Central synaptic plasticity, including long-term potentiation (LTP) and long-term depression (LTD), is thought to be a cellular basis for multiple brain functions, such as learning and memory, drug addition, and persistent pain [1–3]. Both enhancement of presynaptic glutamate release and increased postsynaptic glutamate receptor-mediated responses have been reported to contribute to LTP of excitatory synapses and plasticity-related behavioral consequences. For example, conditional fear memory is reported to trigger LTP in lateral amygdala , where both recruitment of AMPA receptor and enhanced glutamate release are involved [5, 6]. In ventral tegmental area – nucleus accumbens pathway, drug of abuse induced postsynaptic and/or presynaptic plasticities [7, 8]. Similarly, in the anterior cingulate cortex (ACC), a brain area related to persistent pain, peripheral inflammation caused functional alterations in postsynaptic NMDA receptors and presynaptic glutamate release [9, 10]. However, the dissection of the relative contributions of pre- and postsynaptic components to these plasticity-related brain functions is difficult. Although presynaptic enhancement of glutamate release is associated with these plastic changes in brain function, there is no study available to directly address the physiological or pathological significance of presynaptic plasticity.
Among many possible candidate molecules, cyclic AMP (cAMP) is a key second messenger for synaptic plasticity and different forms of memory across different species, from invertebrates to vertebrates, including Aplysia, Drosophila, mice and rats [11–13]. Presynaptically, cAMP and cAMP-dependent protein kinase A (PKA) could target to presynaptic ion channels, such as potassium channels and the hyperpolarization-activated cation channel, or to presynaptic exocytosis machinery [14–16]. Postsynaptically, cAMP-PKA pathway is involved in AMPA receptor trafficking and activation of gene transcription that required for the late-phase of LTP [1, 17, 18]. Behaviorally, the role of cAMP in learning and memory also has been well documented. Genetic mutants lacking adenylyl cyclases (ACs), PKA, or cAMP response element binding protein (CREB) exhibit memory defects [11, 19–21].
It has been proposed that chronic pain and long-term memory share some common synaptic mechanisms [22–24]. Consistent with this notion, plasticity in sensory synapses located at pain-processing brain regions was shown to contribute to chronic pain [25, 26]. For example, in the ACC, cAMP pathway was demonstrated to be critical for synaptic plasticity and behavioral sensitization to pain. We found impaired LTP in the ACC  and attenuated behavioral sensitization in various chronic pain models in mice lacking calmodulin-stimulated AC1 and AC8 [28, 29]. Moreover, both postsynaptic and presynaptic alterations in the ACC after chronic pain are shown to be mediated by cAMP pathway [9, 10, 30]. However, genetic approaches and pharmacological approaches did not address the contribution of presynaptic vs postsynaptic mechanisms in the cortex to behavioral persistent pain. It is unclear if changes in the ACC, or even changes in presynaptic glutamate release may be sufficient to cause behavioral nociceptive responses.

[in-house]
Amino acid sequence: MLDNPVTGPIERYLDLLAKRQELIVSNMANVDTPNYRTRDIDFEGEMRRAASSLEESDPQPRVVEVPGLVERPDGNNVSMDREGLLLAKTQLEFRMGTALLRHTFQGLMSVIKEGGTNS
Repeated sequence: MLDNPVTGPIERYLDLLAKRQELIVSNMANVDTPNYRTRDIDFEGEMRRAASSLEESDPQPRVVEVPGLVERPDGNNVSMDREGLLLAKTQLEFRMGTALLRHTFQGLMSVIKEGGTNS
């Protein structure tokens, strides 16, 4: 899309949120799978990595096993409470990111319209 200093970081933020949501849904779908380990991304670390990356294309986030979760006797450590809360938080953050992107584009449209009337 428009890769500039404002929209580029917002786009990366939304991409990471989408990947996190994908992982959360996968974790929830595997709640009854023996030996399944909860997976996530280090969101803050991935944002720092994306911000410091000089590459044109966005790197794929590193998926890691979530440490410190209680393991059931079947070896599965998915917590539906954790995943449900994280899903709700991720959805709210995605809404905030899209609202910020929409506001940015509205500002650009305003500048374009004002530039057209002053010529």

While genetic and pharmacological approaches have been useful in examining the role of the cAMP pathway in pain, a combination of these approaches provides unique chance for us to investigate synaptic mechanisms related to inflammatory pain by using transgenic mice with heterologously expressed receptors impacting the cAMP pathway. We took advantage of transgenic mice heterologously expressing an Aplysia octopamine receptor (Ap oa1) . This G protein coupled receptor selectively activates the cAMP pathway after binding of its natural ligand, octopamine , in forebrain. Our results show that activation of Ap oa1 in the ACC enhanced glutamatergic synaptic transmission by increasing presynaptic glutamate release in vitro and enhanced responses to inflammatory pain in vivo by bilateral microinjection of octopamine. The current study provides direct evidence that increased presynaptic glutamate release by cAMP pathway in the ACC is sufficient for chronic pain.